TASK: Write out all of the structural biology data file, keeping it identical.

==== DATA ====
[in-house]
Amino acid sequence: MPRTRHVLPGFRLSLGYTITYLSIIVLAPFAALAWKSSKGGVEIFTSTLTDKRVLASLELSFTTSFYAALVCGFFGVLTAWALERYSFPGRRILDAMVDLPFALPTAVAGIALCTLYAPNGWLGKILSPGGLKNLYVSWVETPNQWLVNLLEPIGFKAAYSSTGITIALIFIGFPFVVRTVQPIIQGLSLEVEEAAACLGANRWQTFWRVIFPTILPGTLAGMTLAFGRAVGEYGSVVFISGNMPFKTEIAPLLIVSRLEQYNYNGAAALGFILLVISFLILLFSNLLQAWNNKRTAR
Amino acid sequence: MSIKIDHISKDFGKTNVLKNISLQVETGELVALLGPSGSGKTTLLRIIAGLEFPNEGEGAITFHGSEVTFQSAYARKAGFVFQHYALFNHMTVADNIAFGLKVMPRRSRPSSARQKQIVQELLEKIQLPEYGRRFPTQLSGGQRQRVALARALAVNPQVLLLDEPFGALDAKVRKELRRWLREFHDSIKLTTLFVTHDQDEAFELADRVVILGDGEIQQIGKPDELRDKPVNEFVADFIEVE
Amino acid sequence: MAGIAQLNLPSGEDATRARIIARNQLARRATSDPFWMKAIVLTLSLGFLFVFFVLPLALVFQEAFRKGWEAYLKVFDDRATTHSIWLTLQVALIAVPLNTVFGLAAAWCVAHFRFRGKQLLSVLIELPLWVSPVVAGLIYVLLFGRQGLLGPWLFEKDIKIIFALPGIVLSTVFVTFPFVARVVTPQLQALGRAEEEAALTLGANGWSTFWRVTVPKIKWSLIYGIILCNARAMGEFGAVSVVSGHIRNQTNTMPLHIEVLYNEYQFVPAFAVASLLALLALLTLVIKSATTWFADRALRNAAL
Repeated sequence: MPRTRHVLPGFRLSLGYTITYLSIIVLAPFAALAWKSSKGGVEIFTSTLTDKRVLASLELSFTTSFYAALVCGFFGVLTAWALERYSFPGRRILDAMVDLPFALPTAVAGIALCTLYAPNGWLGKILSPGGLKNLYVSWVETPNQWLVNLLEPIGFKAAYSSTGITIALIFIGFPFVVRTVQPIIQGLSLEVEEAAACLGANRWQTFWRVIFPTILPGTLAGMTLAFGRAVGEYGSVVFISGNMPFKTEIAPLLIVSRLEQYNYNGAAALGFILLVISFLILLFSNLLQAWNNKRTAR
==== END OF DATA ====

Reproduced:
[in-house]
Amino acid sequence: MPRTRHVLPGFRLSLGYTITYLSIIVLAPFAALAWKSSKGGVEIFTSTLTDKRVLASLELSFTTSFYAALVCGFFGVLTAWALERYSFPGRRILDAMVDLPFALPTAVAGIALCTLYAPNGWLGKILSPGGLKNLYVSWVETPNQWLVNLLEPIGFKAAYSSTGITIALIFIGFPFVVRTVQPIIQGLSLEVEEAAACLGANRWQTFWRVIFPTILPGTLAGMTLAFGRAVGEYGSVVFISGNMPFKTEIAPLLIVSRLEQYNYNGAAALGFILLVISFLILLFSNLLQAWNNKRTAR
Amino acid sequence: MSIKIDHISKDFGKTNVLKNISLQVETGELVALLGPSGSGKTTLLRIIAGLEFPNEGEGAITFHGSEVTFQSAYARKAGFVFQHYALFNHMTVADNIAFGLKVMPRRSRPSSARQKQIVQELLEKIQLPEYGRRFPTQLSGGQRQRVALARALAVNPQVLLLDEPFGALDAKVRKELRRWLREFHDSIKLTTLFVTHDQDEAFELADRVVILGDGEIQQIGKPDELRDKPVNEFVADFIEVE
Amino acid sequence: MAGIAQLNLPSGEDATRARIIARNQLARRATSDPFWMKAIVLTLSLGFLFVFFVLPLALVFQEAFRKGWEAYLKVFDDRATTHSIWLTLQVALIAVPLNTVFGLAAAWCVAHFRFRGKQLLSVLIELPLWVSPVVAGLIYVLLFGRQGLLGPWLFEKDIKIIFALPGIVLSTVFVTFPFVARVVTPQLQALGRAEEEAALTLGANGWSTFWRVTVPKIKWSLIYGIILCNARAMGEFGAVSVVSGHIRNQTNTMPLHIEVLYNEYQFVPAFAVASLLALLALLTLVIKSATTWFADRALRNAAL
Repeated sequence: MPRTRHVLPGFRLSLGYTITYLSIIVLAPFAALAWKSSKGGVEIFTSTLTDKRVLASLELSFTTSFYAALVCGFFGVLTAWALERYSFPGRRILDAMVDLPFALPTAVAGIALCTLYAPNGWLGKILSPGGLKNLYVSWVETPNQWLVNLLEPIGFKAAYSSTGITIALIFIGFPFVVRTVQPIIQGLSLEVEEAAACLGANRWQTFWRVIFPTILPGTLAGMTLAFGRAVGEYGSVVFISGNMPFKTEIAPLLIVSRLEQYNYNGAAALGFILLVISFLILLFSNLLQAWNNKRTAR